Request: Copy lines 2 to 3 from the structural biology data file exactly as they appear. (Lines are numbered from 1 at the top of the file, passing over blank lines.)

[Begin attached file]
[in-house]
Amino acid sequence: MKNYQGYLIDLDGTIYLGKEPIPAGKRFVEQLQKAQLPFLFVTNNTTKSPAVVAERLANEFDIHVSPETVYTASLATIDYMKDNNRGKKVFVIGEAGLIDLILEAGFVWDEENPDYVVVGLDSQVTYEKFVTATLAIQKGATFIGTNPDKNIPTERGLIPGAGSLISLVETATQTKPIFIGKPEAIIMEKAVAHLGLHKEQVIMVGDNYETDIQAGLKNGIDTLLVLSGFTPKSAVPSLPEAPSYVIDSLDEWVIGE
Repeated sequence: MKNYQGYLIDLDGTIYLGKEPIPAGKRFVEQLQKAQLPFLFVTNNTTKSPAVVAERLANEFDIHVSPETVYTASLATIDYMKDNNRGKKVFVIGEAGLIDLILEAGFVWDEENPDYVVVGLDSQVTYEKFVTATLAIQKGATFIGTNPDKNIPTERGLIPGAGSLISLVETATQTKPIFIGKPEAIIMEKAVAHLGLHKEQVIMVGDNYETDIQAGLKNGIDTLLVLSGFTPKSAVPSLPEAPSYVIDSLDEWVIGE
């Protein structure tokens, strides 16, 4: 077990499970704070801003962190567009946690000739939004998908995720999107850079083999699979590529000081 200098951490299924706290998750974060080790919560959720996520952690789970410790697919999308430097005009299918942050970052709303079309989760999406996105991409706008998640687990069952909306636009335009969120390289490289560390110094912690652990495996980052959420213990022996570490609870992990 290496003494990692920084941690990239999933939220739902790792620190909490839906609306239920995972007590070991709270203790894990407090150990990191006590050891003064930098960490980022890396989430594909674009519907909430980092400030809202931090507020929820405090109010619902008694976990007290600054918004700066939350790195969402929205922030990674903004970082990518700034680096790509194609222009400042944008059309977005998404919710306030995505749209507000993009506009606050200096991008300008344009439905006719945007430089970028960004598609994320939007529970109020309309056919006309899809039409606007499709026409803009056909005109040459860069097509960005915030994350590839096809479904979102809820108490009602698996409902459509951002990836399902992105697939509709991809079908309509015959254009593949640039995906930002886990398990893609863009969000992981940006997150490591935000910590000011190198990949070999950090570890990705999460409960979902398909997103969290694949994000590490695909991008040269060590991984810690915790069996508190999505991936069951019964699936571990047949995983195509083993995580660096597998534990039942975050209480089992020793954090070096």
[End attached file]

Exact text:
Amino acid sequence: MKNYQGYLIDLDGTIYLGKEPIPAGKRFVEQLQKAQLPFLFVTNNTTKSPAVVAERLANEFDIHVSPETVYTASLATIDYMKDNNRGKKVFVIGEAGLIDLILEAGFVWDEENPDYVVVGLDSQVTYEKFVTATLAIQKGATFIGTNPDKNIPTERGLIPGAGSLISLVETATQTKPIFIGKPEAIIMEKAVAHLGLHKEQVIMVGDNYETDIQAGLKNGIDTLLVLSGFTPKSAVPSLPEAPSYVIDSLDEWVIGE
Repeated sequence: MKNYQGYLIDLDGTIYLGKEPIPAGKRFVEQLQKAQLPFLFVTNNTTKSPAVVAERLANEFDIHVSPETVYTASLATIDYMKDNNRGKKVFVIGEAGLIDLILEAGFVWDEENPDYVVVGLDSQVTYEKFVTATLAIQKGATFIGTNPDKNIPTERGLIPGAGSLISLVETATQTKPIFIGKPEAIIMEKAVAHLGLHKEQVIMVGDNYETDIQAGLKNGIDTLLVLSGFTPKSAVPSLPEAPSYVIDSLDEWVIGE